Most Americans believe Dr. Seuss’ books do not contain racist depictions

Linley SandersSenior Data Journalist
March 11, 2021, 3:00 PM UTC

Last week, the estate responsible for the Dr. Seuss children’s books announced that they would halt the publication of six books that included racist and insensitive imagery, including “And to Think That I Saw It on Mulberry Street” and “If I Ran the Zoo.” 

The announcement prompted outrage from many who decried the “cancellation” of elements of Dr. Seuss’ work. Others praised the decision for discontinuing the circulation of racial stereotypes, which the Seuss Estate called “hurtful and wrong.” But most Americans (54%) in the latest Yahoo News/YouGov poll do not believe that Dr. Seuss’ books contain derogatory stereotypes of some racial and ethnic groups. Just one in five (19%) say his books do.

By 51% to 24%, Americans tend to disagree with the decision to halt publication of the affected books. That is especially high among those who do not believe that Seuss’ books contain offensive stereotypes. Four in five Americans who say the books do not contain derogatory images (83%) disagree with the decision, compared to just 15% of those who say the books do.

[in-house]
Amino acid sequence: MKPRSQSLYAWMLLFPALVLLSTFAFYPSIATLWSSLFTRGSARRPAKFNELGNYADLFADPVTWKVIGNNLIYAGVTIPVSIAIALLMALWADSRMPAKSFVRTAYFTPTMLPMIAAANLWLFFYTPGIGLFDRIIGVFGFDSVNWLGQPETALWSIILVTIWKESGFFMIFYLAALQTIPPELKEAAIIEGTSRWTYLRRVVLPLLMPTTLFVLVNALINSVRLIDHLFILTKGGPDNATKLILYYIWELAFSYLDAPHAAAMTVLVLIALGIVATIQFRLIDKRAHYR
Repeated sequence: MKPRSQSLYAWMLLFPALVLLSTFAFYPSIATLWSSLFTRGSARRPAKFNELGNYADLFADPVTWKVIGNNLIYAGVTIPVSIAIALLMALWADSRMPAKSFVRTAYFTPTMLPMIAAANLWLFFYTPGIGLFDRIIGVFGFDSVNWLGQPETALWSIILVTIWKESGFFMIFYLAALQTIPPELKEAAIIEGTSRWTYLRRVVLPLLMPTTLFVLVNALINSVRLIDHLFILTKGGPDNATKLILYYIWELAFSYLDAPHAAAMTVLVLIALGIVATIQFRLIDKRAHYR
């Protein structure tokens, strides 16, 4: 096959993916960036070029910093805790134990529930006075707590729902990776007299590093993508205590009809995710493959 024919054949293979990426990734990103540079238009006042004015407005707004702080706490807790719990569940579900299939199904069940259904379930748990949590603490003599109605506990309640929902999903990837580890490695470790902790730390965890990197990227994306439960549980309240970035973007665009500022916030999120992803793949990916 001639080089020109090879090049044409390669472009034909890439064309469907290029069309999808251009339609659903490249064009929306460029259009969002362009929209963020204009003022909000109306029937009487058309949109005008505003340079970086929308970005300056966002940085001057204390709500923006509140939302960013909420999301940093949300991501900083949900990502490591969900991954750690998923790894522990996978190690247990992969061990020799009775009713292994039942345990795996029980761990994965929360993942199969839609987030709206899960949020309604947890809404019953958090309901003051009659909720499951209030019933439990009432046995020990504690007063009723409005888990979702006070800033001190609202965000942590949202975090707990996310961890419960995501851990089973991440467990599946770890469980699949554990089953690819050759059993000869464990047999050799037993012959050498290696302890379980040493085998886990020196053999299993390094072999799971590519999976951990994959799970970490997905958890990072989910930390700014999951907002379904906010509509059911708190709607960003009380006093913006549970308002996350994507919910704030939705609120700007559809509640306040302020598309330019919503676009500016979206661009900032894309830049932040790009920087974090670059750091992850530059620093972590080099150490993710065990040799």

Nearly nine in 10 Republicans (86%) and 56% of Independents disagree with the discontinuation. Democrats are much less likely than their partisan counterparts to do so: 23% disagree while 46% believe it was the right choice. Two-thirds of Americans over 65 disapprove (65%), compared to 60% of those aged 45-to 64-years-old and 40% of those between 30 to 44-years-old. Americans under 30 are split on the topic: 32% agree, while 32% disagree. 

Should children have access to discontinued Dr. Seuss books? 

Most Americans (55%) believe that children should still have access to the discontinued books. That sentiment is especially high among those who disagree with the ceased publication (91%), but 15% of those who agree with the halted printing also want children to have access to all Seuss books.

See the toplines and crosstabs from this Yahoo News/YouGov Poll 

Methodology: The Yahoo News survey was conducted by YouGov using a nationally representative sample of 1,629 U.S. adults interviewed online from March 4 to 8, 2021. The respondents all participated in a prior Yahoo News survey conducted either March 10-11, 2020, or March 25-26, 2020, and were contacted to participate. This sample was weighted according to gender, age, race and education based on the American Community Survey, conducted by the U.S. Bureau of the Census, as well as 2020 presidential vote (or non-vote) and voter registration status. Respondents were selected from YouGov’s opt-in panel. The margin of error is approximately 3.4 percent. 

Image: Getty